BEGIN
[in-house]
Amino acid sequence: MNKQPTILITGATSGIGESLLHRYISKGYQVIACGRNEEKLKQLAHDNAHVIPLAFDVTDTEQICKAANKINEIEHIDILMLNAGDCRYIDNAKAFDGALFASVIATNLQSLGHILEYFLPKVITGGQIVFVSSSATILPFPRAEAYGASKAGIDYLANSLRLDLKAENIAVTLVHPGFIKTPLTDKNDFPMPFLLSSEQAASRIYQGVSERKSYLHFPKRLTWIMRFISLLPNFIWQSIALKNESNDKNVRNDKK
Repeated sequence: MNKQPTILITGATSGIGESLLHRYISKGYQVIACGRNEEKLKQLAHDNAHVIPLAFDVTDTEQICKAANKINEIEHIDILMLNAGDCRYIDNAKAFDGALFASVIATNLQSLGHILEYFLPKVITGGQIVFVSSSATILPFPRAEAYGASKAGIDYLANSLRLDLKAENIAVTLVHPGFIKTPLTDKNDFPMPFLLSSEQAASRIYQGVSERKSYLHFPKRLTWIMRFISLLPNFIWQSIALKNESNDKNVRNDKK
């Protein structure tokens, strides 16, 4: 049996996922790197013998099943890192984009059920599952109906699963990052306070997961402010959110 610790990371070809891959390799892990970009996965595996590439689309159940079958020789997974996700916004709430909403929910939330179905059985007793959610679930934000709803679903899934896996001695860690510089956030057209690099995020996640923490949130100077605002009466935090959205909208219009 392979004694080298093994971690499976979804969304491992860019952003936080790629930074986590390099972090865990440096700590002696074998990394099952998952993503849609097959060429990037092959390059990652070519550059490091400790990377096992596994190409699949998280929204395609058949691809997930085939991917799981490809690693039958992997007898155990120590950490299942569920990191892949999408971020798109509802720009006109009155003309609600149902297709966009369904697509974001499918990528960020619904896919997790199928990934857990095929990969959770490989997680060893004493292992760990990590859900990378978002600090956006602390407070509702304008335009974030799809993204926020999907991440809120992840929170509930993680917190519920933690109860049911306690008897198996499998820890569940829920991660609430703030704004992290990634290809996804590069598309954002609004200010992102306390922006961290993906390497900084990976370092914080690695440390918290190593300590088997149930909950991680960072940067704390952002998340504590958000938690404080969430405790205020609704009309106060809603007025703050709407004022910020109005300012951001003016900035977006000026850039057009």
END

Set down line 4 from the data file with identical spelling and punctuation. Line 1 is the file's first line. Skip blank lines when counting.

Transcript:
């Protein structure tokens, strides 16, 4: 049996996922790197013998099943890192984009059920599952109906699963990052306070997961402010959110 610790990371070809891959390799892990970009996965595996590439689309159940079958020789997974996700916004709430909403929910939330179905059985007793959610679930934000709803679903899934896996001695860690510089956030057209690099995020996640923490949130100077605002009466935090959205909208219009 392979004694080298093994971690499976979804969304491992860019952003936080790629930074986590390099972090865990440096700590002696074998990394099952998952993503849609097959060429990037092959390059990652070519550059490091400790990377096992596994190409699949998280929204395609058949691809997930085939991917799981490809690693039958992997007898155990120590950490299942569920990191892949999408971020798109509802720009006109009155003309609600149902297709966009369904697509974001499918990528960020619904896919997790199928990934857990095929990969959770490989997680060893004493292992760990990590859900990378978002600090956006602390407070509702304008335009974030799809993204926020999907991440809120992840929170509930993680917190519920933690109860049911306690008897198996499998820890569940829920991660609430703030704004992290990634290809996804590069598309954002609004200010992102306390922006961290993906390497900084990976370092914080690695440390918290190593300590088997149930909950991680960072940067704390952002998340504590958000938690404080969430405790205020609704009309106060809603007025703050709407004022910020109005300012951001003016900035977006000026850039057009």